“This type of buyer knows they can’t afford to buy the trendy warehouse conversion they rent, but they’re savvy enough to know they should get into the market, so explore other avenues,” Neil says.

How do I know what kind of buyer I am_Pic3 - cafe and people 
Would you give up living in your own home for a vibrant inner-city lifestyle? Picture: Industry Beans

The answer? Rent-vesting, which involves buying an investment property in a cheaper location and renting a home elsewhere to live in.

It’s a concept Taku Ekanayake, a 29-year-old finance broker from Sydney, is familiar with. After setting out to buy a “home to live in” in Sydney, Taku switched track to rent-vesting and now owns six tenanted properties, living “where he wants” in rented accommodation.

“I was very committed to getting onto the property ladder and after researching, I came across the idea of buying an investment property, rather than a home first. The numbers were more appealing to my position in life,” he says.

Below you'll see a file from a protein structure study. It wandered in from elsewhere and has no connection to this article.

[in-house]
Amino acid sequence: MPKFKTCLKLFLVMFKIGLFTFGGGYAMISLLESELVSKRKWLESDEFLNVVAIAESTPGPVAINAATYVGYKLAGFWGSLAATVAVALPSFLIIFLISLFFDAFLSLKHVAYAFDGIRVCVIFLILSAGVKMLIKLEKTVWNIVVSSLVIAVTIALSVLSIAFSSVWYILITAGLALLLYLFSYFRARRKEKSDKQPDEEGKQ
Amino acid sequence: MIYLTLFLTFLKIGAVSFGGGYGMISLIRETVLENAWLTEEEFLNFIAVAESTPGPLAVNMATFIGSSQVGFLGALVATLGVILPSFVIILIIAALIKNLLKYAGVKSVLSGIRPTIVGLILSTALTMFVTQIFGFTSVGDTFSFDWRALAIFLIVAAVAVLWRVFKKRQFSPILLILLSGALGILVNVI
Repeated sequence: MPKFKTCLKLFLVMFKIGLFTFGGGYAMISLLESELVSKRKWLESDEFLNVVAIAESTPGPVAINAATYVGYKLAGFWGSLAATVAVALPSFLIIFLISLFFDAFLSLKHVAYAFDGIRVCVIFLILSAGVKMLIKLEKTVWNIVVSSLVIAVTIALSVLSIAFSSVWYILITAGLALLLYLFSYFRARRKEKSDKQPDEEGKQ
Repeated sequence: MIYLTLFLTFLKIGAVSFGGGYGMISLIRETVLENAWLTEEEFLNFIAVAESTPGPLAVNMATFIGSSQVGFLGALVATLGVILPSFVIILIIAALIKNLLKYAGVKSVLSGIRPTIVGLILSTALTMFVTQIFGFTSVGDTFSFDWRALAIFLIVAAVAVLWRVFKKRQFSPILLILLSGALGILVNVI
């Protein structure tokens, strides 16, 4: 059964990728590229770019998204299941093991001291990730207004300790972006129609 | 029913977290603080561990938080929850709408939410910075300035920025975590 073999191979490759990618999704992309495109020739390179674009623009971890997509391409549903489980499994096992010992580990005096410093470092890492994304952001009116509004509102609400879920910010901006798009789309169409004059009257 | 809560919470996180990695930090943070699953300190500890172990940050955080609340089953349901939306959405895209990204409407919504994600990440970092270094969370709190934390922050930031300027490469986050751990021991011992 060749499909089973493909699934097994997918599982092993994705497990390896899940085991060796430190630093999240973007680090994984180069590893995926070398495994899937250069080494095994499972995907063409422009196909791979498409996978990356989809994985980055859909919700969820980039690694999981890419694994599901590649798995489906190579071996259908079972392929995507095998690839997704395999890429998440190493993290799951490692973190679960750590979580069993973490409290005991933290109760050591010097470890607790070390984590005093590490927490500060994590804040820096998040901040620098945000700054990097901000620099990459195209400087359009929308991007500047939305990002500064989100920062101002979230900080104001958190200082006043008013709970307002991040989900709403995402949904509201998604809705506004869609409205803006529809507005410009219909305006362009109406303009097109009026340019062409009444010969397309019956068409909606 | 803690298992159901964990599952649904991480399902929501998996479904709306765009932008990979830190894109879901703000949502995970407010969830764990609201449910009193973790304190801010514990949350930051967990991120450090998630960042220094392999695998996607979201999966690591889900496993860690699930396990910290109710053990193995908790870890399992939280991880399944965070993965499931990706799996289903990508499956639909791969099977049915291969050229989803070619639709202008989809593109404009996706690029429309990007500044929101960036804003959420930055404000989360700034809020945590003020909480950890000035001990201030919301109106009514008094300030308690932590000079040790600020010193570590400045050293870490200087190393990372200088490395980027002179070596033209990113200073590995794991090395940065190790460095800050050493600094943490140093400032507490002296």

Neil says there could be tax and other financial implications with this approach, so research and seeking professional advice is key.

Read more: Here’s how your first property could be your forever home

4.     The long-term investor

When the ‘long-term investor’ looks at a property, they don’t see a home, they see dollar signs.

“They’re most concerned with building a portfolio of investments for their financial future than they are with having a fancy roof over their heads in the immediate term,” Neil says.

Crunching numbers and understanding the market are key for this type of buyer, Neil adds. “Investing and using equity to build out a property portfolio is increasingly popular, but it is complex and requires an understanding and expert advice.”


Originally published on